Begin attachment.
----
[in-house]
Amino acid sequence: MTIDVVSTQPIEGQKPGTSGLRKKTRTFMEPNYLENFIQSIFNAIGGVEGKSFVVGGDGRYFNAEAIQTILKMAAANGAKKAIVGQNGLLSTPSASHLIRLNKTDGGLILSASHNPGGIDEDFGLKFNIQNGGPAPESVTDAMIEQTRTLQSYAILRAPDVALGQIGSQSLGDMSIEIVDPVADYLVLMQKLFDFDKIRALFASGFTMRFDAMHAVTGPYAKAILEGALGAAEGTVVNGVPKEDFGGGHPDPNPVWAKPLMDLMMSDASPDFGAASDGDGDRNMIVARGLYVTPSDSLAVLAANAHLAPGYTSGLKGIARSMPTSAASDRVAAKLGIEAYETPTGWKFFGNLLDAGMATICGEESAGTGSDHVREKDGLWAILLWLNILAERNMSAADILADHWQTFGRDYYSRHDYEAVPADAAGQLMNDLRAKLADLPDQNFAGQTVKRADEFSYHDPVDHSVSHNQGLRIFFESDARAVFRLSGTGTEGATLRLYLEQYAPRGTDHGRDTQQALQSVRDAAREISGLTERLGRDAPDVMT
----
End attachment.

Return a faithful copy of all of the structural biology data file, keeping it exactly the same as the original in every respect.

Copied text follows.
[in-house]
Amino acid sequence: MTIDVVSTQPIEGQKPGTSGLRKKTRTFMEPNYLENFIQSIFNAIGGVEGKSFVVGGDGRYFNAEAIQTILKMAAANGAKKAIVGQNGLLSTPSASHLIRLNKTDGGLILSASHNPGGIDEDFGLKFNIQNGGPAPESVTDAMIEQTRTLQSYAILRAPDVALGQIGSQSLGDMSIEIVDPVADYLVLMQKLFDFDKIRALFASGFTMRFDAMHAVTGPYAKAILEGALGAAEGTVVNGVPKEDFGGGHPDPNPVWAKPLMDLMMSDASPDFGAASDGDGDRNMIVARGLYVTPSDSLAVLAANAHLAPGYTSGLKGIARSMPTSAASDRVAAKLGIEAYETPTGWKFFGNLLDAGMATICGEESAGTGSDHVREKDGLWAILLWLNILAERNMSAADILADHWQTFGRDYYSRHDYEAVPADAAGQLMNDLRAKLADLPDQNFAGQTVKRADEFSYHDPVDHSVSHNQGLRIFFESDARAVFRLSGTGTEGATLRLYLEQYAPRGTDHGRDTQQALQSVRDAAREISGLTERLGRDAPDVMT